Priddy, Charlotte Louise (2021) The sedimentary architecture and spatial variations of dryland ephemeral fluvial systems. Doctoral thesis, Keele University.

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Ancient dryland continental basins commonly comprise sedimentary fill that records the activity of both fluvial and aeolian environments. Despite extensive studies of dryland ephemeral fluvial systems, detailed three dimensional facies models for these systems are appreciably fewer in number and are less developed compared to those of their meandering and braided fluvial counterparts. This is despite the fact that depositional models illustrate the arrangement and interactions between depositional elements, along with the vertical and lateral connectivity of those elements, which are particularly useful and important for reservoir characterisation.
This work focusses on an extensive outcrop analogue study of the dryland fluvial Kayenta Formation of the Colorado Plateau, USA, and applies the findings to a detailed core study of the Leman Sandstone, a similar depositional setting within the subsurface of the Southern North Sea, UK. The work utilises extensive regional fieldwork to examine the sedimentology, geometries, and interactions of ephemeral fluvial and aeolian environments, along with analysis of the spatial and temporal variations across the depositional system.
Results show that the Kayenta ephemeral fluvial system is dominated by sandy laterally and vertically amalgamated, poorly channelised to sheet-like elements, with abundant upper flow regime structures. Spatial analysis of the system indicates many trends that are similar to those of a dryland terminal fluvial system, whereas temporal analysis indicates an overall regression of the fluvial system through time.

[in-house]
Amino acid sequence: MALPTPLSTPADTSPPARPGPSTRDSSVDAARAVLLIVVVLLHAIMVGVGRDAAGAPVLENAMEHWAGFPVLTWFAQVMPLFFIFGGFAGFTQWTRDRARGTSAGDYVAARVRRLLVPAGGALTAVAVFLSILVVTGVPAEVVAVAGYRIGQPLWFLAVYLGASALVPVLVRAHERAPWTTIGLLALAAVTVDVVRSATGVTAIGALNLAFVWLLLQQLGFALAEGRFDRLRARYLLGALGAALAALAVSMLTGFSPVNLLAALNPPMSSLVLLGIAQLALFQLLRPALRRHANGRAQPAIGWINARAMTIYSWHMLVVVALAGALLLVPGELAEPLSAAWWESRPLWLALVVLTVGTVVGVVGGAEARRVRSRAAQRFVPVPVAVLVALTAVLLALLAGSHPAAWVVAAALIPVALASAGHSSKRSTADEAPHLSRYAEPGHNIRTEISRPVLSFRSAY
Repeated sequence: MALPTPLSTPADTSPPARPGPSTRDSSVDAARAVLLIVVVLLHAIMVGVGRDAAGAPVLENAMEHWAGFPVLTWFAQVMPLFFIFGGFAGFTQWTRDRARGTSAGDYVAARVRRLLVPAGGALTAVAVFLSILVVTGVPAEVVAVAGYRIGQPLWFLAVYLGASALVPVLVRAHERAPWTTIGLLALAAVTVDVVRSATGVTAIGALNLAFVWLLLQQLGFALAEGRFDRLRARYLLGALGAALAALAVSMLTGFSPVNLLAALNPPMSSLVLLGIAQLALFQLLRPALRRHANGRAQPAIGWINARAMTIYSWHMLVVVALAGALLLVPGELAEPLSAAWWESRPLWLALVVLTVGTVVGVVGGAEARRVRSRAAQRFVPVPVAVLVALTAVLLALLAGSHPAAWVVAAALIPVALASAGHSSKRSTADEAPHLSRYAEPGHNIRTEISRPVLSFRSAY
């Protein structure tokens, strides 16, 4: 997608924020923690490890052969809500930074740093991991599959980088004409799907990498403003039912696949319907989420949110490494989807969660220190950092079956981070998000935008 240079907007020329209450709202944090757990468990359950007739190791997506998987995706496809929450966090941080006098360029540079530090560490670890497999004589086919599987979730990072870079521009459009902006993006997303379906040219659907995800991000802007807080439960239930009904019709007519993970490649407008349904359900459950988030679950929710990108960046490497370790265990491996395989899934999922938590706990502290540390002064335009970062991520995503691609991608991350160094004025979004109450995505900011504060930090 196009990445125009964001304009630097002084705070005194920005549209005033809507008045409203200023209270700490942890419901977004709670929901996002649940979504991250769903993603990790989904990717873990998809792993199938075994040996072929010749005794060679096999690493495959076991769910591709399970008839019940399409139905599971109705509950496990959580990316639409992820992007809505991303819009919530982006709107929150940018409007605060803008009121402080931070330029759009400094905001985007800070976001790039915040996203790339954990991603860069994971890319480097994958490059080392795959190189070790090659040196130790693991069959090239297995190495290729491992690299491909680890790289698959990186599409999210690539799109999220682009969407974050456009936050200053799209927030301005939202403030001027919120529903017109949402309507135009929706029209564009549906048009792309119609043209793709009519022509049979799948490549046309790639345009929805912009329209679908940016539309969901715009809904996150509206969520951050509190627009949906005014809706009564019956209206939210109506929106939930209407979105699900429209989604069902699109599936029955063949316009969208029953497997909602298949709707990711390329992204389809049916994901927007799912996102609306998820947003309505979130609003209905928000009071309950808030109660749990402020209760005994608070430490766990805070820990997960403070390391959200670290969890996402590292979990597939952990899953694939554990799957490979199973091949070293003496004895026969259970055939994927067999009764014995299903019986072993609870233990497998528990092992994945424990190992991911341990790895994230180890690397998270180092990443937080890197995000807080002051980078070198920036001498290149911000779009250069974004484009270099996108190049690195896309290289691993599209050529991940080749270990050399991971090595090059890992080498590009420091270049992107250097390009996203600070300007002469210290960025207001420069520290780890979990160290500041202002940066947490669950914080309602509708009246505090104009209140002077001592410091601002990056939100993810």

This study provides valuable sedimentological data for characterising dryland fluvial systems, particularly when analysing the spatial and temporal variations of the system and demonstrates the inherent complexity in dryland fluvial systems and the downstream architectural and compositional relationships that they depict. These results are used to reconstruct the Leman Sandstone, providing valuable three dimensional data, in order to better characterise basin scale migration and reservoir quality.

Item Type: Thesis (Doctoral)
Subjects: Q Science > QE Geology
Divisions: Faculty of Natural Sciences > School of Geography, Geology and the Environment
Contributors: Clarke, SM (Thesis advisor)
Pringle, JK (Thesis advisor)
Depositing User: Lisa Bailey
Date Deposited: 18 Oct 2021 11:02
Last Modified: 18 Oct 2021 11:02

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